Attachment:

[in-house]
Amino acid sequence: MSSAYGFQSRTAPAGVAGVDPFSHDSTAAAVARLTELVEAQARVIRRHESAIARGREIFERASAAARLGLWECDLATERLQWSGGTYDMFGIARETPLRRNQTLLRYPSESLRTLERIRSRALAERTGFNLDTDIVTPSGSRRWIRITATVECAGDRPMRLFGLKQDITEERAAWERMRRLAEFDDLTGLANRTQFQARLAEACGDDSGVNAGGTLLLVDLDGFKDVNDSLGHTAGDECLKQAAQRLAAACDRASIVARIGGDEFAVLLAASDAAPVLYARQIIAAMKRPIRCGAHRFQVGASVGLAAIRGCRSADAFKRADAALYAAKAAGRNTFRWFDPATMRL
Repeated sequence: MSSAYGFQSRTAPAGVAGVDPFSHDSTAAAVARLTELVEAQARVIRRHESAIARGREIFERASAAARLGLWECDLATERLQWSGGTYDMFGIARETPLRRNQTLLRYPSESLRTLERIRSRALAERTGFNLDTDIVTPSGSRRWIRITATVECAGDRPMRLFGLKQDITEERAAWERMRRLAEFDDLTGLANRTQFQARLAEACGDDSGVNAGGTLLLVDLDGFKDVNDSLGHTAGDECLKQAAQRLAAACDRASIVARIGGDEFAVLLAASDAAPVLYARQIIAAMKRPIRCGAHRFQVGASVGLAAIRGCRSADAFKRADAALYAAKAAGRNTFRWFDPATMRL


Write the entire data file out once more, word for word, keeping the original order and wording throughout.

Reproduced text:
[in-house]
Amino acid sequence: MSSAYGFQSRTAPAGVAGVDPFSHDSTAAAVARLTELVEAQARVIRRHESAIARGREIFERASAAARLGLWECDLATERLQWSGGTYDMFGIARETPLRRNQTLLRYPSESLRTLERIRSRALAERTGFNLDTDIVTPSGSRRWIRITATVECAGDRPMRLFGLKQDITEERAAWERMRRLAEFDDLTGLANRTQFQARLAEACGDDSGVNAGGTLLLVDLDGFKDVNDSLGHTAGDECLKQAAQRLAAACDRASIVARIGGDEFAVLLAASDAAPVLYARQIIAAMKRPIRCGAHRFQVGASVGLAAIRGCRSADAFKRADAALYAAKAAGRNTFRWFDPATMRL
Repeated sequence: MSSAYGFQSRTAPAGVAGVDPFSHDSTAAAVARLTELVEAQARVIRRHESAIARGREIFERASAAARLGLWECDLATERLQWSGGTYDMFGIARETPLRRNQTLLRYPSESLRTLERIRSRALAERTGFNLDTDIVTPSGSRRWIRITATVECAGDRPMRLFGLKQDITEERAAWERMRRLAEFDDLTGLANRTQFQARLAEACGDDSGVNAGGTLLLVDLDGFKDVNDSLGHTAGDECLKQAAQRLAAACDRASIVARIGGDEFAVLLAASDAAPVLYARQIIAAMKRPIRCGAHRFQVGASVGLAAIRGCRSADAFKRADAALYAAKAAGRNTFRWFDPATMRL